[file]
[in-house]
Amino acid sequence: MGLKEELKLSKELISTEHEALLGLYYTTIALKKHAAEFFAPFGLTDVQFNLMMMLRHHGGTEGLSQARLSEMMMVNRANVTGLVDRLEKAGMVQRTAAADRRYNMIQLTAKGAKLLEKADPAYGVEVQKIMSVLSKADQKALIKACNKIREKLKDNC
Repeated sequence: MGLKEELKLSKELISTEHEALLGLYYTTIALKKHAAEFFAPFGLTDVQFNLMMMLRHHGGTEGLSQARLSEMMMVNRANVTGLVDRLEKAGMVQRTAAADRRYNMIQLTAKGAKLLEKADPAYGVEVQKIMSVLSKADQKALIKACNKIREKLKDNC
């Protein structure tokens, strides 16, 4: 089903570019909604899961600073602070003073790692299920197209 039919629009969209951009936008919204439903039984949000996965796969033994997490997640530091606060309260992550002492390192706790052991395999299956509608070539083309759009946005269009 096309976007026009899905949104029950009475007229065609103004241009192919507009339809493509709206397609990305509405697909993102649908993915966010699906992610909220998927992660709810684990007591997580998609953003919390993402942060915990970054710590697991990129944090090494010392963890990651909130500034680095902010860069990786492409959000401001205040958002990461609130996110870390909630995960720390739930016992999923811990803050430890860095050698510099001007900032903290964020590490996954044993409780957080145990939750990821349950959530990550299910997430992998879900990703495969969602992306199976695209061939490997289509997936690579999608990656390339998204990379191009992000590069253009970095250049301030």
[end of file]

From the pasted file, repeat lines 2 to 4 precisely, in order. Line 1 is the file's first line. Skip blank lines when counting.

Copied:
Amino acid sequence: MGLKEELKLSKELISTEHEALLGLYYTTIALKKHAAEFFAPFGLTDVQFNLMMMLRHHGGTEGLSQARLSEMMMVNRANVTGLVDRLEKAGMVQRTAAADRRYNMIQLTAKGAKLLEKADPAYGVEVQKIMSVLSKADQKALIKACNKIREKLKDNC
Repeated sequence: MGLKEELKLSKELISTEHEALLGLYYTTIALKKHAAEFFAPFGLTDVQFNLMMMLRHHGGTEGLSQARLSEMMMVNRANVTGLVDRLEKAGMVQRTAAADRRYNMIQLTAKGAKLLEKADPAYGVEVQKIMSVLSKADQKALIKACNKIREKLKDNC
């Protein structure tokens, strides 16, 4: 089903570019909604899961600073602070003073790692299920197209 039919629009969209951009936008919204439903039984949000996965796969033994997490997640530091606060309260992550002492390192706790052991395999299956509608070539083309759009946005269009 096309976007026009899905949104029950009475007229065609103004241009192919507009339809493509709206397609990305509405697909993102649908993915966010699906992610909220998927992660709810684990007591997580998609953003919390993402942060915990970054710590697991990129944090090494010392963890990651909130500034680095902010860069990786492409959000401001205040958002990461609130996110870390909630995960720390739930016992999923811990803050430890860095050698510099001007900032903290964020590490996954044993409780957080145990939750990821349950959530990550299910997430992998879900990703495969969602992306199976695209061939490997289509997936690579999608990656390339998204990379191009992000590069253009970095250049301030």